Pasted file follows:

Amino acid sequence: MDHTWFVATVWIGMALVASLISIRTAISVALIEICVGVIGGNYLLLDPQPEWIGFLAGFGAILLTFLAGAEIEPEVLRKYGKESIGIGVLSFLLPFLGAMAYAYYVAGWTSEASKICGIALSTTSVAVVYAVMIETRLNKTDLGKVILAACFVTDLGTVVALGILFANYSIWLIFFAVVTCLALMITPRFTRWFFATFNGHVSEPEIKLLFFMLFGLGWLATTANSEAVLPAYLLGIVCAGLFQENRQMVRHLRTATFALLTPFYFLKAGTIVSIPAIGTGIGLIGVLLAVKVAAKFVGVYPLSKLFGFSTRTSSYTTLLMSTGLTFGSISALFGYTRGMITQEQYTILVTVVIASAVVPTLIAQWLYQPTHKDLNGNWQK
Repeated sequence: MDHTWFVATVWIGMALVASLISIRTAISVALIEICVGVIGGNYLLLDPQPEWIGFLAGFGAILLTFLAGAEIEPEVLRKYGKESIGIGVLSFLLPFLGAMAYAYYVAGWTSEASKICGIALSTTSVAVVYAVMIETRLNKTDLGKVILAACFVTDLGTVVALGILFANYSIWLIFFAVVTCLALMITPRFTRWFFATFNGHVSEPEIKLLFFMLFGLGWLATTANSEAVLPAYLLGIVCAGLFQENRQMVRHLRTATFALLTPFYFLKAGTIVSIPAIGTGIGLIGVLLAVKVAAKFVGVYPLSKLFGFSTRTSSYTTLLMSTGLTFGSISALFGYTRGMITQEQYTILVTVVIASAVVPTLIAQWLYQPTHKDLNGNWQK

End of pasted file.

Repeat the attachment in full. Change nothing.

Amino acid sequence: MDHTWFVATVWIGMALVASLISIRTAISVALIEICVGVIGGNYLLLDPQPEWIGFLAGFGAILLTFLAGAEIEPEVLRKYGKESIGIGVLSFLLPFLGAMAYAYYVAGWTSEASKICGIALSTTSVAVVYAVMIETRLNKTDLGKVILAACFVTDLGTVVALGILFANYSIWLIFFAVVTCLALMITPRFTRWFFATFNGHVSEPEIKLLFFMLFGLGWLATTANSEAVLPAYLLGIVCAGLFQENRQMVRHLRTATFALLTPFYFLKAGTIVSIPAIGTGIGLIGVLLAVKVAAKFVGVYPLSKLFGFSTRTSSYTTLLMSTGLTFGSISALFGYTRGMITQEQYTILVTVVIASAVVPTLIAQWLYQPTHKDLNGNWQK
Repeated sequence: MDHTWFVATVWIGMALVASLISIRTAISVALIEICVGVIGGNYLLLDPQPEWIGFLAGFGAILLTFLAGAEIEPEVLRKYGKESIGIGVLSFLLPFLGAMAYAYYVAGWTSEASKICGIALSTTSVAVVYAVMIETRLNKTDLGKVILAACFVTDLGTVVALGILFANYSIWLIFFAVVTCLALMITPRFTRWFFATFNGHVSEPEIKLLFFMLFGLGWLATTANSEAVLPAYLLGIVCAGLFQENRQMVRHLRTATFALLTPFYFLKAGTIVSIPAIGTGIGLIGVLLAVKVAAKFVGVYPLSKLFGFSTRTSSYTTLLMSTGLTFGSISALFGYTRGMITQEQYTILVTVVIASAVVPTLIAQWLYQPTHKDLNGNWQK